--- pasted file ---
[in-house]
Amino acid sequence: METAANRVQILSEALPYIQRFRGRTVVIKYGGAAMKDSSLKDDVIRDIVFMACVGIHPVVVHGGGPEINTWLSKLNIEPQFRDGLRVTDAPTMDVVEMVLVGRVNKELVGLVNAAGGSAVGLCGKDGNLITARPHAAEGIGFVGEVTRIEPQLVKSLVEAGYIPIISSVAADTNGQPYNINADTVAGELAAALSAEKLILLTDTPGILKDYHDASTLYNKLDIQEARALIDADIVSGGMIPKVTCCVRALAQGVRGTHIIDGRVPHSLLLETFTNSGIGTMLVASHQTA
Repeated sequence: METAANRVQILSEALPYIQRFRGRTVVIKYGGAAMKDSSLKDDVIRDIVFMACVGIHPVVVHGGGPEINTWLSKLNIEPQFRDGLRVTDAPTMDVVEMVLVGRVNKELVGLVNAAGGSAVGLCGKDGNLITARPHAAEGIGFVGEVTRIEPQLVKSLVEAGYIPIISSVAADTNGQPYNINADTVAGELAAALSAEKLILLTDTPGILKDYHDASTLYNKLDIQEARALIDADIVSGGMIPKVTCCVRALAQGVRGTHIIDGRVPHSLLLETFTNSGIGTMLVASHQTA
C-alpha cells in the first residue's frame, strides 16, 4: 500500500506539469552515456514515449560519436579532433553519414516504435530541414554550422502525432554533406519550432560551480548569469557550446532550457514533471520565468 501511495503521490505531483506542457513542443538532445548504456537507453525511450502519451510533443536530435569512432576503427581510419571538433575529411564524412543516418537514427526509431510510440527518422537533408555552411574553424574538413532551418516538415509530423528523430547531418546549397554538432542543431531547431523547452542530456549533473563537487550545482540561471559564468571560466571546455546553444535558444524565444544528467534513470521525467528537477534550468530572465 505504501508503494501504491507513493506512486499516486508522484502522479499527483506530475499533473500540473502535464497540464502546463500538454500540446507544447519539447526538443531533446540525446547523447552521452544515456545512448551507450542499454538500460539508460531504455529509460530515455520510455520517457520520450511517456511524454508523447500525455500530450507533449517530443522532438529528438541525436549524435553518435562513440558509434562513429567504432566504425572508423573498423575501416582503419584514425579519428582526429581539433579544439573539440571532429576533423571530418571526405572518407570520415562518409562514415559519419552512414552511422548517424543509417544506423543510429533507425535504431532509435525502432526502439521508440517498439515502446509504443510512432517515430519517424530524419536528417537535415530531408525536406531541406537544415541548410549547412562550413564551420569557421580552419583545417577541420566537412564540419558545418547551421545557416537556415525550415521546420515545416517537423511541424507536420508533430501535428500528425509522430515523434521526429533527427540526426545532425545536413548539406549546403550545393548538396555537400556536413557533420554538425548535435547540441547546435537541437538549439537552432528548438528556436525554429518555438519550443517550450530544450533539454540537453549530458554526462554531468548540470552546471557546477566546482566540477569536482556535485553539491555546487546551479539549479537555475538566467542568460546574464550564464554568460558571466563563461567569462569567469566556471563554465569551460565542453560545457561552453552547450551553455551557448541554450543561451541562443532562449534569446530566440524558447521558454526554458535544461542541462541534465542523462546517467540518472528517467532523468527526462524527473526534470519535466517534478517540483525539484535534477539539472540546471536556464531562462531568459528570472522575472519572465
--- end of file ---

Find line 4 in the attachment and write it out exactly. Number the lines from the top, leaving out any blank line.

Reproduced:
C-alpha cells in the first residue's frame, strides 16, 4: 500500500506539469552515456514515449560519436579532433553519414516504435530541414554550422502525432554533406519550432560551480548569469557550446532550457514533471520565468 501511495503521490505531483506542457513542443538532445548504456537507453525511450502519451510533443536530435569512432576503427581510419571538433575529411564524412543516418537514427526509431510510440527518422537533408555552411574553424574538413532551418516538415509530423528523430547531418546549397554538432542543431531547431523547452542530456549533473563537487550545482540561471559564468571560466571546455546553444535558444524565444544528467534513470521525467528537477534550468530572465 505504501508503494501504491507513493506512486499516486508522484502522479499527483506530475499533473500540473502535464497540464502546463500538454500540446507544447519539447526538443531533446540525446547523447552521452544515456545512448551507450542499454538500460539508460531504455529509460530515455520510455520517457520520450511517456511524454508523447500525455500530450507533449517530443522532438529528438541525436549524435553518435562513440558509434562513429567504432566504425572508423573498423575501416582503419584514425579519428582526429581539433579544439573539440571532429576533423571530418571526405572518407570520415562518409562514415559519419552512414552511422548517424543509417544506423543510429533507425535504431532509435525502432526502439521508440517498439515502446509504443510512432517515430519517424530524419536528417537535415530531408525536406531541406537544415541548410549547412562550413564551420569557421580552419583545417577541420566537412564540419558545418547551421545557416537556415525550415521546420515545416517537423511541424507536420508533430501535428500528425509522430515523434521526429533527427540526426545532425545536413548539406549546403550545393548538396555537400556536413557533420554538425548535435547540441547546435537541437538549439537552432528548438528556436525554429518555438519550443517550450530544450533539454540537453549530458554526462554531468548540470552546471557546477566546482566540477569536482556535485553539491555546487546551479539549479537555475538566467542568460546574464550564464554568460558571466563563461567569462569567469566556471563554465569551460565542453560545457561552453552547450551553455551557448541554450543561451541562443532562449534569446530566440524558447521558454526554458535544461542541462541534465542523462546517467540518472528517467532523468527526462524527473526534470519535466517534478517540483525539484535534477539539472540546471536556464531562462531568459528570472522575472519572465